Canon T5i vs Nikon D5200

This was an expensive post to write.  We purchased the Canon Rebel T5i as well as the Nikon D5200 so that we could use the camera for a few days and really become familiar with what it is like to shoot with it.  Then, we chose which camera we preferred, and destroyed the other one.  Here’s our review…

Jim’s Take: I shoot Nikon as my primary camera, but I also own several Canons as well, and Canon used to be my primary camera.  So, I think I’m pretty unbiased when it comes to the Canon and Nikon debate.

For me, there are two big reasons to choose the Nikon D5200 instead of the T5i.  First of all, the Nikon has 39 focus points compared to only 9 focus points on the Canon.  I have always found the focus to be fast and accurate on Canon cameras, but by not having enough focus points, I often want to focus on a place in the frame where there is no focus point.  So, you have to focus and recompose, which is an acceptable workaround, but can cause problems when using very shallow depth-of-field and it slows me down when shooting.  This is especially true when trying to follow the rule of thirds, because Canon’s focus points aren’t anywhere NEAR the intersection of the third lines.

One annoyance for me with the Canon is that it is using very outdated sensor technology.  Essentially, the T5i uses the same sensor technology as the Canon 7d (released in 2009), the 60d, the T2i, the T3i, and the T4i.  All of those cameras have the same megapixel count, frames per second, and ISO range.

Dustin’s Take: 

First of all, I really like that the D5200 is $100 cheaper than the Canon.  When you’re buying lenses, bags, memory cards, and all of the other new things you need when you buy a camera, it’s nice to have that extra $100.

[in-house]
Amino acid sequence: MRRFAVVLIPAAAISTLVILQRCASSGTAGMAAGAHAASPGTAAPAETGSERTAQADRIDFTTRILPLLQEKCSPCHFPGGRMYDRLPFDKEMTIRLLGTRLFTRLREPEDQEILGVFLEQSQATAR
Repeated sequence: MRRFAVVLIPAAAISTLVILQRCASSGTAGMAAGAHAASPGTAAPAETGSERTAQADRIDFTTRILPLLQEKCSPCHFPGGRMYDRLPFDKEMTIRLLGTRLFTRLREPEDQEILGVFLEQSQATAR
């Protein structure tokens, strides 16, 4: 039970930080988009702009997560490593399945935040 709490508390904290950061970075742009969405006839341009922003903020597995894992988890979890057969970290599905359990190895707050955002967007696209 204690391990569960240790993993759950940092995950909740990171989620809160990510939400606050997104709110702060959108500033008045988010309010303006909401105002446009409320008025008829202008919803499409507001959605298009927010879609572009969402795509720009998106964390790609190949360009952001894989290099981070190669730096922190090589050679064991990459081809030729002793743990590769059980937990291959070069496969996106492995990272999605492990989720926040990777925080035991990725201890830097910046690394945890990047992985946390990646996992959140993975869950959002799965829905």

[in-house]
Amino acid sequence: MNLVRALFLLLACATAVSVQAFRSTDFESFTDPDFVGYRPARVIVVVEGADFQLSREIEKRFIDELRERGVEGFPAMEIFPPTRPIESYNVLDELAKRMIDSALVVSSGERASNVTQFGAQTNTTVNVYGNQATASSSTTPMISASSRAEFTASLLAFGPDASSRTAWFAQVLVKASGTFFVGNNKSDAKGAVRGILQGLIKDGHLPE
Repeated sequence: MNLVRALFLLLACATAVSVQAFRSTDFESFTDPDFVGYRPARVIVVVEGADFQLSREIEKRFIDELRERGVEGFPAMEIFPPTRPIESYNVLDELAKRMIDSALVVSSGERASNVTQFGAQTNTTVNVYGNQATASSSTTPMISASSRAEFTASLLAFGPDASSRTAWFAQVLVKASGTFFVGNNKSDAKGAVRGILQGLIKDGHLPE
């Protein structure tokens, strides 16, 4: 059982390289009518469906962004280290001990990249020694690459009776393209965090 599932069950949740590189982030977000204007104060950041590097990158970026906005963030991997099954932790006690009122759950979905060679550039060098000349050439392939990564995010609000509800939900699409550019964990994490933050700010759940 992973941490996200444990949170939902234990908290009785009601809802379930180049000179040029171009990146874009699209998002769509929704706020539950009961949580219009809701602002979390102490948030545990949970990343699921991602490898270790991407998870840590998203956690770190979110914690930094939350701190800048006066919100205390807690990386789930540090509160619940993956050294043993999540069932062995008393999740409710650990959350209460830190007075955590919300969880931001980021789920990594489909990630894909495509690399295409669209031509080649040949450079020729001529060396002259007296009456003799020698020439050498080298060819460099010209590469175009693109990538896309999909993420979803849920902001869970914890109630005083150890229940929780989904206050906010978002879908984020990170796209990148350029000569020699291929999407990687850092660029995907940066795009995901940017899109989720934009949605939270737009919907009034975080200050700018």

However, I do like that the T5i has a touch screen.  While I generally prefer to use the hard buttons for changing camera settings, the touch screen will undoubtedly be easier for new photographers to operate until they learn the buttons.  Eventually, most photographers will probably want to switch to the hard buttons because you can’t see the screen very easily when you’re out shooting in the bright sunlight.

But for me, the biggest thing is low light performance.  In my night photo test at ISO 6400 with the T5i and D5200, the Nikon won handily.

t5i_bodyOnly D5200_bodyOnly

Canon T5i

Released: April 2013

Nikon D5200

Released: January 2013


$749

(Click to buy on Amazon)


$696

(Click to buy on Amazon)

17.9 MP

24 MP

Max ISO 12,800

At an ISO of 6,400, this camera performed horibbly and had a lot of noise with little signs of Noise Reduction!

Max ISO 6,400

Performed much better at high ISO in low light. Still has noise, but did a much better job with Noise Reduction.

Focus Motor

Unlike with Nikon, you do not have to worry about getting a lens with or without a focus motor in order for it to work on your Canon camera.

NO Focus Motor

Really, the only lens you want to pay attention to with this is the 50mm f/1.8 lens we all love. The 50mm is a very fast (great for low light and creamy backgrounds) and is quite sharp for only costing $200.  The D5200 does not come with a focus motor built-in, so you will have to buy the version of this lens that has the focus motor. You can buy that lens here.

Almost all modern Nikon lenses other than the original 50mm f/1.8 have focus motors, so it isn’t really much of a concern going forward.

550 Shots

The Canon has a slightly better battery life.

500 Shots

Still a good amount of battery life on the Nikon.

Sensor Cropping

Due to the slightly smaller sensor size in the Canon T5i, your images will be slightly more zoomed in at the same 18mm compared to the Nikon D5200. This is not a big difference, but Sports photographers won’t mind having the smaller sensor size.

Sensor Cropping

The slightly larger sensor size on this camera will give you a wider view on the image than the Canon T5i will. Landscape photographers might be interested in this because you will get just a little bit wider shot when zoomed all the way out.

Image Output

Canon cameras will process the images slightly for you in the camera. Most people tend to like the photos that came out of a Canon. If you are not into editing, or prefer getting a nice image straight out of the camera, you might really appreciate what Canon will do for you.

Image Output

Coming from Canon, it will take some time getting used to how the images look like on a Nikon. They simply are not as processed as much as you would expect to see on a Canon. For those looking for the unedited, unprocessed, looked of an image – then Nikon is probably calling your number.